Wednesday, July 29, 2009

Anthony Bourdain on Detroit...

Tony Bourdain on Detroit:

Detroit. Where just about everything cool originated. As angry as one gets looking at block after block of abandoned row houses in Baltimore and wondering how the hell that happened, it's mind boggling to see how far Detroit has been allowed to fall. But what a truly magnificent breed of crazy-ass hardcase characters have dug in there. Of all three cities we visited, Detroit, oddly enough, even while looking the jaws of death straight in the face, remains closest to being a true culinary wonderland. This is due entirely to the successive waves of migration and immigration from all over the world, when people came to MAKE things in America -- each group bringing their own food and traditions. Detroit IS the story of America, for better -- and worse, and I think we've missed that, allowed ourselves to look away. Detroit, after all, made us who we are. Literally. A country of cars, highways, car culture, upward mobility, rock and roll, rhythm and blues, and what were once, unlimited dreams. Whatever happens next, Motown, Eminem and the Stooges' "Fun House", at least, shall surely outlast the automobile.


*sniffle*

I love this town.

Here's a missing scene from the Rust Belt episode.

Thursday, July 23, 2009

The Knowledge Economy That Isn't

The online revolution really is just that: A Revolution.

For 15 years now, we've heard the phrase "The Internet Revolution" so often that it's a cliche, but most times, the authors throwing about the phrase didn't realize how right they were.

They never saw this coming, and many still don't. The hype about social media today sounds just like the hype about "multimedia" of 15 years ago. Is multimedia huge? Absolutely! So much so that it's practically ubiquitous today, and we don't even need to reference it as it's own entity anymore. Social media (and the Internet as a whole) will travel this same path. But what did we learn from multimedia and the dot-com bubble of the late 90's?

The Internet has greatly increased the power of the consumer, it has greatly benefited the consumer, and it has destroyed many traditional businesses in the process. I've been obsessed with this "Innovation Deflation" for weeks now, since Jeff Jarvis wrote this piece, and all the gears fell into place.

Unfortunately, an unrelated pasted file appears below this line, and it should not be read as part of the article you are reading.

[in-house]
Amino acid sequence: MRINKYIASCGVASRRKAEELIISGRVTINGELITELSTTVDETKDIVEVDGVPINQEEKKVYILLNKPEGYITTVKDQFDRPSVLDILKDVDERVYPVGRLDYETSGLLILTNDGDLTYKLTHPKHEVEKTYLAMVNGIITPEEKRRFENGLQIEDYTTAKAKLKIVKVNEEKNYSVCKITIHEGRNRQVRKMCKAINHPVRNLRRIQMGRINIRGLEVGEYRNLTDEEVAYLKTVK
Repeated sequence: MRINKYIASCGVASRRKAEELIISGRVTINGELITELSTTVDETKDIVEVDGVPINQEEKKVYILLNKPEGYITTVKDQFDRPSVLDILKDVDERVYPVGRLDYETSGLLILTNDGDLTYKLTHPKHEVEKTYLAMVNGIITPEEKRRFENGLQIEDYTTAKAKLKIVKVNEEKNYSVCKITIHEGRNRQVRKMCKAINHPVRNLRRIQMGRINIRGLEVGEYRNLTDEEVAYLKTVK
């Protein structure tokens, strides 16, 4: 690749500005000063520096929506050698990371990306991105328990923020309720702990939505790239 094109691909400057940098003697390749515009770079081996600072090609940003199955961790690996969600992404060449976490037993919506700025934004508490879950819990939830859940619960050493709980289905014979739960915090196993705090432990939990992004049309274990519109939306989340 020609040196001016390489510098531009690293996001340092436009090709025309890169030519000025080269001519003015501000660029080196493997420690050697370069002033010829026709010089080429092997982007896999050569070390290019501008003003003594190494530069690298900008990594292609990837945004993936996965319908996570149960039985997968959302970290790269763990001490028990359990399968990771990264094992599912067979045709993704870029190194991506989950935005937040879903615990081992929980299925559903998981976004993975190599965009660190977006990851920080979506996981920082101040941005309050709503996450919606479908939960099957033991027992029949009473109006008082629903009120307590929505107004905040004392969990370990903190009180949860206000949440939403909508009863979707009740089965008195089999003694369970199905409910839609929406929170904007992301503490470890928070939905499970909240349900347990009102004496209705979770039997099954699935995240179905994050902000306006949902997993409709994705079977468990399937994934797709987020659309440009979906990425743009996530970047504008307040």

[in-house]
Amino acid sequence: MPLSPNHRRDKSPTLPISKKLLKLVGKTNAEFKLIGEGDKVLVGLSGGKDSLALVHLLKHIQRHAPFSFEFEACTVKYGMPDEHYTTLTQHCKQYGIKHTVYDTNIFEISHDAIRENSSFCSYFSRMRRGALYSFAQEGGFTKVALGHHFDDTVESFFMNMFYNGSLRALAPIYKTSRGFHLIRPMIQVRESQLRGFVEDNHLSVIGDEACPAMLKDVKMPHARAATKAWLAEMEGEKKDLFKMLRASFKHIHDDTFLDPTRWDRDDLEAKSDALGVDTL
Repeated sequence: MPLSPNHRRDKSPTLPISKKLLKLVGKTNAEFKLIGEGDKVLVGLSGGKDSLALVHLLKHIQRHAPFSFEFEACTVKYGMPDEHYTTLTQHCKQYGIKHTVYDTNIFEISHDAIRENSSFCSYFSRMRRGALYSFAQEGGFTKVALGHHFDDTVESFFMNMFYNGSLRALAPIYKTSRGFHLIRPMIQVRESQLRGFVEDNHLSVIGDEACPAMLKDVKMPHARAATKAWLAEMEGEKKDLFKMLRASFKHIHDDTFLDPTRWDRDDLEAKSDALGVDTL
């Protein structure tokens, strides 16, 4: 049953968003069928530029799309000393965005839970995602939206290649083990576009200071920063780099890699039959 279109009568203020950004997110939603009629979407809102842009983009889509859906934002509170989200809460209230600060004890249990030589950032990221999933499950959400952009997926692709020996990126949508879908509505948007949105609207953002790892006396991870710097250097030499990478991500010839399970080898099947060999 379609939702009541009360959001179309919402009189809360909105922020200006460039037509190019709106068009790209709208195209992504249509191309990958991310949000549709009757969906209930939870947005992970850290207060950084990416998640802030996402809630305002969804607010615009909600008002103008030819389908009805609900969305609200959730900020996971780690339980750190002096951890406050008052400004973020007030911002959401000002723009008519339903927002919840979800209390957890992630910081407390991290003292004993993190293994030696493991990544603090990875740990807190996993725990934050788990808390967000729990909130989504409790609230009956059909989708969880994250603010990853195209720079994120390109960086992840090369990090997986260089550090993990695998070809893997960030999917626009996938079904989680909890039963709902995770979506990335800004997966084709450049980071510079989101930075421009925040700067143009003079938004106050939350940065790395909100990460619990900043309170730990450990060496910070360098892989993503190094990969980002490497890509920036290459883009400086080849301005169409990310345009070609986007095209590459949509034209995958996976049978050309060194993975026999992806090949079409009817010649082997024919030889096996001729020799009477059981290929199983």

All the flap these days about how much Twitter or Facebook is worth is probably going to look pretty silly a decade from now. The answer will likely be "not much" in terms of dollars, even if it's profoundly valuable to it's users, much like the Internet itself.

So what are the signs of Innovation Deflation? They're pretty easy to spot. Look for industries that are suffering from contraction, losing revenue, cutting jobs, all while the end user or consumer is being better served. Craigslist and iTunes are the classic examples. They may be making a pretty penny, but they are supplanting entire industries that were worth tens (if not hundreds!) of times what these companies are worth.

Here are some more signals I've seen in just the last few weeks:

Marketing: Josh Bernoff at Ad Age writes:
Spending on digital marketing will double in the next 5 years, but ad budgets won’t. [...] Six out of ten marketers we surveyed agreed with the statement "we will increase budget for interactive by shifting money away from traditional marketing." Only 7% said "we have no plans to increase our marketing budget."

Unlike the last recession, digital marketing is no longer experimental. Now it looks more like advertising is inefficient, relative to digital.
(H/T Joe Trippi)

Music: Brad Stone writes an article in the New York Times titled, "Artists Find Backers as Labels Wane":
The major labels — Sony Music, Warner Music, EMI and Universal Music — no longer have such a firm grip on creating and selling professional music and minting hits with prime placement on the radio.

Much of that has to do with the rise of the Internet as a means of promoting and distributing music. Physical album sales fell 20 percent, to 362.6 million last year, according to Nielsen, while sales of individual digital tracks rose 27 percent, to 1.07 billion, failing to compensate for the drop.
Markets: James Altucher write for the Wall Street Journal, The Internet Is Dead (As An Investment):
Let's face it. Electricity greatly improved our quality of life. But I'm not going to get excited about buying a basket of utility companies. Same for the Internet. Can't live without it, but can't live with it (in my portfolio).
More importantly?
Don't just ask me. Ask the best. Nobody can figure out a business model.
It may simply be that there isn't a business model to be found. Have you run across any more examples of these efficiencies that benefit the consumer by deflating bloated and inefficient old markets? Share them in the comments!

Wednesday, July 22, 2009

More Mass Market Deflation

Courtesy of Brad Stone at the New York Times:
Polyphonic and similar new ventures are symptomatic of deep shifts in the music business. The major labels — Sony Music, Warner Music, EMI and Universal Music — no longer have such a firm grip on creating and selling professional music and minting hits with prime placement on the radio.